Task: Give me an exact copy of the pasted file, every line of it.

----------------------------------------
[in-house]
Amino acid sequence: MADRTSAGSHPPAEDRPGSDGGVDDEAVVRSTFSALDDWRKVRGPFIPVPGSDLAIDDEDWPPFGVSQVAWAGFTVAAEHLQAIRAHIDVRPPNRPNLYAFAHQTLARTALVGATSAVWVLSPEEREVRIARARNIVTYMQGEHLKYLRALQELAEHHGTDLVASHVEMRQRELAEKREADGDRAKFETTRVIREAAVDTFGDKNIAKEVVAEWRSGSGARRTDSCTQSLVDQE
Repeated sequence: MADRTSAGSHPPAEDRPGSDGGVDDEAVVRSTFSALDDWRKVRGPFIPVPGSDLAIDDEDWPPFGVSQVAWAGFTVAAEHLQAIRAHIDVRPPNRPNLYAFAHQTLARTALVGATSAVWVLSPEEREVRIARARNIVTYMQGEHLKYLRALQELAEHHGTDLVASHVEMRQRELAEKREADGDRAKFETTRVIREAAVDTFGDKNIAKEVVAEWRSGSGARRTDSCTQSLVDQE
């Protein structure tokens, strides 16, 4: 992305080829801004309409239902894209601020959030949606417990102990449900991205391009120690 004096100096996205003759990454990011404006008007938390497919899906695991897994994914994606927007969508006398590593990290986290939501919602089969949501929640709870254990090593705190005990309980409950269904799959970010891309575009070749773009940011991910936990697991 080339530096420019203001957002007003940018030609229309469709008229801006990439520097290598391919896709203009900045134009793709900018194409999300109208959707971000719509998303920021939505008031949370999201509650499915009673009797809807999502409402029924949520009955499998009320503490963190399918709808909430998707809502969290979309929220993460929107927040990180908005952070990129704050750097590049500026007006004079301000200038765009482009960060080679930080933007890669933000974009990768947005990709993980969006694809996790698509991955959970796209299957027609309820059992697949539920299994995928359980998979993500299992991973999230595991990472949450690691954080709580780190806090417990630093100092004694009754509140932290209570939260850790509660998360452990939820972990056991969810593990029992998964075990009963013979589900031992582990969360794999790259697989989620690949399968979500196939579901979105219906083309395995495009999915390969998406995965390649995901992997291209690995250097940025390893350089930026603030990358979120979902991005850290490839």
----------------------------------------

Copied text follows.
[in-house]
Amino acid sequence: MADRTSAGSHPPAEDRPGSDGGVDDEAVVRSTFSALDDWRKVRGPFIPVPGSDLAIDDEDWPPFGVSQVAWAGFTVAAEHLQAIRAHIDVRPPNRPNLYAFAHQTLARTALVGATSAVWVLSPEEREVRIARARNIVTYMQGEHLKYLRALQELAEHHGTDLVASHVEMRQRELAEKREADGDRAKFETTRVIREAAVDTFGDKNIAKEVVAEWRSGSGARRTDSCTQSLVDQE
Repeated sequence: MADRTSAGSHPPAEDRPGSDGGVDDEAVVRSTFSALDDWRKVRGPFIPVPGSDLAIDDEDWPPFGVSQVAWAGFTVAAEHLQAIRAHIDVRPPNRPNLYAFAHQTLARTALVGATSAVWVLSPEEREVRIARARNIVTYMQGEHLKYLRALQELAEHHGTDLVASHVEMRQRELAEKREADGDRAKFETTRVIREAAVDTFGDKNIAKEVVAEWRSGSGARRTDSCTQSLVDQE
């Protein structure tokens, strides 16, 4: 992305080829801004309409239902894209601020959030949606417990102990449900991205391009120690 004096100096996205003759990454990011404006008007938390497919899906695991897994994914994606927007969508006398590593990290986290939501919602089969949501929640709870254990090593705190005990309980409950269904799959970010891309575009070749773009940011991910936990697991 080339530096420019203001957002007003940018030609229309469709008229801006990439520097290598391919896709203009900045134009793709900018194409999300109208959707971000719509998303920021939505008031949370999201509650499915009673009797809807999502409402029924949520009955499998009320503490963190399918709808909430998707809502969290979309929220993460929107927040990180908005952070990129704050750097590049500026007006004079301000200038765009482009960060080679930080933007890669933000974009990768947005990709993980969006694809996790698509991955959970796209299957027609309820059992697949539920299994995928359980998979993500299992991973999230595991990472949450690691954080709580780190806090417990630093100092004694009754509140932290209570939260850790509660998360452990939820972990056991969810593990029992998964075990009963013979589900031992582990969360794999790259697989989620690949399968979500196939579901979105219906083309395995495009999915390969998406995965390649995901992997291209690995250097940025390893350089930026603030990358979120979902991005850290490839």